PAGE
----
Brent Goldfarb

Brent Goldfarb

Dr. Brent Goldfarb is Associate Professor of Management and Entrepreneurship in the M&O Department at the University of Maryland's Robert H. Smith School of Business. Goldfarb's research focuses on how the production and exchange of technology differs from more traditional economic goods, with a focus on the implications on the role of startups in the economy. He focuses on such questions as how do markets and employer policies affect incentives to discover new commercially valuable technologies and when is it best to commercialize them through new technology-based firms? Why do radical technologies appear to be the domain of startups? And how big was the boom? Copies of Dr. Goldfarb's publications and working papers have been downloaded over 1200 times.

Smith Entrepreneurship Research Conference Uncovers Whether Accelerators Really Accelerate

In late April, the Robert H. Smith School of Business hosted the Smith Entrepreneurship Research Conference (SERC), an annual conference designed to highlight important entrepreneurship-focused research papers. The invitation-only conference, which is attended by prominent researchers and rising stars, helps researchers determine best practices in linking researchers’ findings to practitioners’ goals. SERC discussions are focused on relevant social, economic and organizational issues in the entrepreneurship field.

GM Bets on Lyft

American car companies sold more vehicles in 2015 than ever before, with sales boosted by low gas prices and a recovering economy — a remarkable turnaround from the recession years. But at the same time, GM is placing a bet on the industry's next phase: It has announced an investment of $500 million in Lyft, the No. 2 car-hailing service (after Uber). This is the first time a car company has directly invested in either Lyft or Uber, both of which foresee moving away from matching private drivers with riders to letting people summon driverless cars with an app. Read more ...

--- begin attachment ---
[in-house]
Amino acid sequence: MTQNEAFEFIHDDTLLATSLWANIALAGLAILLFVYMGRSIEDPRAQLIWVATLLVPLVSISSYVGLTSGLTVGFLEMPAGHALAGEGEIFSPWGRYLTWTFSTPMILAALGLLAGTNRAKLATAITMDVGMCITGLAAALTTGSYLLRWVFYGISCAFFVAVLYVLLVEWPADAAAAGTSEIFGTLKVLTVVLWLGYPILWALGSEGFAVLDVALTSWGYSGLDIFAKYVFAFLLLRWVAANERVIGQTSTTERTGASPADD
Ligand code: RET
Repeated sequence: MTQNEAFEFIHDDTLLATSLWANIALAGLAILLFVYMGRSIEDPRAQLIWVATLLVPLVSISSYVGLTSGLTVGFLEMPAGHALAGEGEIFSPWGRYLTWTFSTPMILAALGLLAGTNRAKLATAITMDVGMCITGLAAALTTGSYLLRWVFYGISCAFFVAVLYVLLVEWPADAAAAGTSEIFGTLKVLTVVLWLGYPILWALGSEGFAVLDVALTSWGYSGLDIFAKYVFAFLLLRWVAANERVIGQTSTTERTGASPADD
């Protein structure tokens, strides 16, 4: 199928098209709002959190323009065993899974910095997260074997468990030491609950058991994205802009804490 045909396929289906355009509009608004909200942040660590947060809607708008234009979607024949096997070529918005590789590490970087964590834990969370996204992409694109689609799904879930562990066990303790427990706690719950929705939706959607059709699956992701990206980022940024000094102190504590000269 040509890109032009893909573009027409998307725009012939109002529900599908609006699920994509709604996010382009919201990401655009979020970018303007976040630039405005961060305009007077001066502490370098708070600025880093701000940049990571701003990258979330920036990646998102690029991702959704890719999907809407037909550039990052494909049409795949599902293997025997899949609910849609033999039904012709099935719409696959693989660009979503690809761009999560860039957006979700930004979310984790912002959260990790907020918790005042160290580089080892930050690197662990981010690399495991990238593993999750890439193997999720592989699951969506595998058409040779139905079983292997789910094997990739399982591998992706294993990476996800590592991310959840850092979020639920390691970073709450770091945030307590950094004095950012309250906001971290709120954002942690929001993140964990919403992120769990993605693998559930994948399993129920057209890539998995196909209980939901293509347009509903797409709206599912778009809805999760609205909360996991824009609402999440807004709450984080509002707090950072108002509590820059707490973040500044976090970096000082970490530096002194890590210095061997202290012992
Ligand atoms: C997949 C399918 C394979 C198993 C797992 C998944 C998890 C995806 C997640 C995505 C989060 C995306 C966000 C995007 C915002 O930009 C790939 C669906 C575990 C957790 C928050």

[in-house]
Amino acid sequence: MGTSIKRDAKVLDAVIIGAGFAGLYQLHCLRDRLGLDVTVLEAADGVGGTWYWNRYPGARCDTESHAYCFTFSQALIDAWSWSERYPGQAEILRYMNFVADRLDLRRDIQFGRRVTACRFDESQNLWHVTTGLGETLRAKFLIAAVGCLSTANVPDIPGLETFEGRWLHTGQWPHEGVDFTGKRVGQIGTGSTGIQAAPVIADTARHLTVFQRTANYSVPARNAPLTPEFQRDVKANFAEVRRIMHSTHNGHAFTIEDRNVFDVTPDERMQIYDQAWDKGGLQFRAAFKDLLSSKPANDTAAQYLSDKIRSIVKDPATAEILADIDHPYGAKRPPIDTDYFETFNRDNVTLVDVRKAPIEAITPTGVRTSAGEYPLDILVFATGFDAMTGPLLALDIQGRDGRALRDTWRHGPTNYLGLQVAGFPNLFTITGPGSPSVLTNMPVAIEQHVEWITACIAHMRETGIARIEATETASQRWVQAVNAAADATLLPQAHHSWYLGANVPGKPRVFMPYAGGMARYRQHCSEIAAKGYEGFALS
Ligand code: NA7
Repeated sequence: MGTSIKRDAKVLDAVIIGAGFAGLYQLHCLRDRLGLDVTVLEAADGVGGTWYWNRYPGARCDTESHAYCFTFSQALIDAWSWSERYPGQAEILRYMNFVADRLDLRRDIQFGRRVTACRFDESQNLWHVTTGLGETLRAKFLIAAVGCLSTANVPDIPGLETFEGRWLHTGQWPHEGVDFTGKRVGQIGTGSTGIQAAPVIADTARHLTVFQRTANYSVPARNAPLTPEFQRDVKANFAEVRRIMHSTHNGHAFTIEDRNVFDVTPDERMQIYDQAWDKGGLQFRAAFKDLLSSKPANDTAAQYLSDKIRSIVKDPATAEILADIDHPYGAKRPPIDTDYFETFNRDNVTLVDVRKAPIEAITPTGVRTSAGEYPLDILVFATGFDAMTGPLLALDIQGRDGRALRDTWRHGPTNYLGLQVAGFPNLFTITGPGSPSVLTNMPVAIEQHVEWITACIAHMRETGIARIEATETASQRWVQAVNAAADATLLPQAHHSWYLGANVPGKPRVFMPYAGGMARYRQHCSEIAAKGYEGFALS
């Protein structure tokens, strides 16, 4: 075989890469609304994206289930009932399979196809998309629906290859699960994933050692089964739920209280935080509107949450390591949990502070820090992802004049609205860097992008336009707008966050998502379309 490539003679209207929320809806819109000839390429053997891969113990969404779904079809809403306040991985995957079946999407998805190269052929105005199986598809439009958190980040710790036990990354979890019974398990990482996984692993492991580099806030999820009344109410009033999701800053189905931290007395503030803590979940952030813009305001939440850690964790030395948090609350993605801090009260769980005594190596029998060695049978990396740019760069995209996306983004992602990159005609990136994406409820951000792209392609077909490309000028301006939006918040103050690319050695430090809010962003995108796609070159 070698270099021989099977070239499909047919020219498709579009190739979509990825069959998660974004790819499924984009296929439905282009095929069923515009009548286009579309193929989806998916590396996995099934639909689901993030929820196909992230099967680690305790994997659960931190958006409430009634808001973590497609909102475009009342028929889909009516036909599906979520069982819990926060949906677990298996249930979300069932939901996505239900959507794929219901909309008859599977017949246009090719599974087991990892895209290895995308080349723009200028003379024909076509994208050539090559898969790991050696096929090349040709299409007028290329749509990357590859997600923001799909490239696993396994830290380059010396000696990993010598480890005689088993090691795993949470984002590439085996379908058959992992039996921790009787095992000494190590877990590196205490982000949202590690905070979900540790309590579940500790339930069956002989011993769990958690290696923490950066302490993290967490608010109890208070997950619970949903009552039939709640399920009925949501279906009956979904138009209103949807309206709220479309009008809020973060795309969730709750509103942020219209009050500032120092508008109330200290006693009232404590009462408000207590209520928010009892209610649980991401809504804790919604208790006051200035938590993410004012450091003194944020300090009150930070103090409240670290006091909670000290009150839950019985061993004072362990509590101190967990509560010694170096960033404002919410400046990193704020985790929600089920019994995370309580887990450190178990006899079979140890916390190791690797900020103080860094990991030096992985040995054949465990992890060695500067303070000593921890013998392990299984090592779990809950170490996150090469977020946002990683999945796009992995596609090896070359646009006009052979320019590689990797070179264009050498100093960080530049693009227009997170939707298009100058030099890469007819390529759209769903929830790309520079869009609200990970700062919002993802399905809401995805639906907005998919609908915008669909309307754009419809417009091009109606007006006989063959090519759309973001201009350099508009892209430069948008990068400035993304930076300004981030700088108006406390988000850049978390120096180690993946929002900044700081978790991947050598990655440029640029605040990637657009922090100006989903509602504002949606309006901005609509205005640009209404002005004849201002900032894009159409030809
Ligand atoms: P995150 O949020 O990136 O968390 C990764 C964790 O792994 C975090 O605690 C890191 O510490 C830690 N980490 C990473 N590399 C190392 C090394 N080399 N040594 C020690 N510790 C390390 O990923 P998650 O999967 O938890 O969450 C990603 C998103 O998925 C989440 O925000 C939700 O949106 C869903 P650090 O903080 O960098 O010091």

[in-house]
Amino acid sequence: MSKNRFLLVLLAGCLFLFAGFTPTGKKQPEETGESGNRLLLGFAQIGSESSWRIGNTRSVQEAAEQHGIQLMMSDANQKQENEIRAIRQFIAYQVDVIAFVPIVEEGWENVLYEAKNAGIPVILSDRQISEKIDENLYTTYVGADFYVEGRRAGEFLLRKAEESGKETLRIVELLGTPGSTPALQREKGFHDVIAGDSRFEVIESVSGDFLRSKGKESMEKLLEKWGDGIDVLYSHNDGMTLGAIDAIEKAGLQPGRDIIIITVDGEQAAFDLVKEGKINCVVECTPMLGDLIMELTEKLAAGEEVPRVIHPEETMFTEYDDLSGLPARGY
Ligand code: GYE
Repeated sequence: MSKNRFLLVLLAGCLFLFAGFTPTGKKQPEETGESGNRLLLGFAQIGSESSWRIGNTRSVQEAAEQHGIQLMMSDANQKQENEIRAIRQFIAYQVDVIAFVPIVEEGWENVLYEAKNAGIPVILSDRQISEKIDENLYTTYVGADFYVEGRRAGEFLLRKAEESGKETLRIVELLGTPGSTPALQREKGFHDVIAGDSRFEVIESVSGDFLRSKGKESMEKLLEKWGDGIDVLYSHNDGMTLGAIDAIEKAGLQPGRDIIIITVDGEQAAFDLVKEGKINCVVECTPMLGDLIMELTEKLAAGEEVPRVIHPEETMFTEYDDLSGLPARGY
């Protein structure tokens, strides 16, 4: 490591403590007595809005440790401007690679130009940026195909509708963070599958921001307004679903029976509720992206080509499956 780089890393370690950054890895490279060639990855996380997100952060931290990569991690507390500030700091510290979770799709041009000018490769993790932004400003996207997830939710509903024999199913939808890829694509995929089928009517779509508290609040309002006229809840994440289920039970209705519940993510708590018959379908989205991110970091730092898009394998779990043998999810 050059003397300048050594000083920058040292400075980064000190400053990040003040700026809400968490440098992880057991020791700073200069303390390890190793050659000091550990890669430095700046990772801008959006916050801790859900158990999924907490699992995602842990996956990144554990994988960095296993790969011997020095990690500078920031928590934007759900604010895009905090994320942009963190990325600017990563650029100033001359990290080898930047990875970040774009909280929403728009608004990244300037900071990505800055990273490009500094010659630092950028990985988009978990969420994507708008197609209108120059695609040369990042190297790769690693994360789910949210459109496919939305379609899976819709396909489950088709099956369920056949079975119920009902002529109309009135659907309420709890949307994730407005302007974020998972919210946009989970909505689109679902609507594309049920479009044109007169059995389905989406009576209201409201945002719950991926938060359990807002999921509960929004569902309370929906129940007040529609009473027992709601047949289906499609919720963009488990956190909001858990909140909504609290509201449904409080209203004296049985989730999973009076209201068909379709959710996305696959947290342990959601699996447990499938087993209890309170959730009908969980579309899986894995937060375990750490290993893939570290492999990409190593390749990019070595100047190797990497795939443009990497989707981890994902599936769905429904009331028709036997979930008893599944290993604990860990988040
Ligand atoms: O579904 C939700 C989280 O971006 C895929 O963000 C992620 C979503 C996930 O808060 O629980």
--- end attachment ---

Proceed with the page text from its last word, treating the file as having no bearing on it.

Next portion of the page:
In a Driverless Future, Which Companies Will Thrive (or Die)?

In Tokyo this week, Toyota put journalists in a modified Lexus GS equipped with self-driving technology. On its own, the car entered a highway, drove for a bit and navigated an off-ramp. Toyota was signaling that it wasn't ceding the field to Google, Uber, Apple or any of the other American tech companies that have made it a goal to dominate the next automotive era. Smith School professors David A. Kirsch and Brent Goldfarb offer some thoughts on how the industry will be disrupted. Read more...

The Myth of 'Disruptive Innovation'

Is the influential theory of "disruptive innovation" bunk? Or to put it in a less specific and blunt way: Are businesses — and business professors — too quick to accept as fact theories that aren't supported by rigorous data? Both propositions are true, says Smith School professor Brent Goldfarb, who made that provocative case in a major presentation at the Academy of Management conference last month in Vancouver, British Columbia. Read more...

Podcast: Are Uber Drivers Employees or Contractors?

A decision by the California Labor Commission has opened the debate on whether Uber drivers should be considered employees or independent contractors. Knowledge@Wharton on SiriusXM Business Radio (Channel 111) recently hosted a conversation between Smith School professor Brent Goldfarb and labor attorney Shannon Liss-Riordan. Following is an excerpt from the conversation, hosted by Dan Loney. Read more...

Uber Hits a Legal Snag in California: What's Next?

The California Labor Commission sided this month with an Uber driver who argued that she should be classified as an employee of the company, not an independent contractor. The decision means the woman is entitled to reimbursement of expenses she incurred driving for Uber for three months last year, some $4,152. In a recent conversation for Knowledge@Wharton, Smith School professor Brent Goldfarb discusses the case and its implications with a lawyer representing Uber drivers in a class-action suit. Read more...


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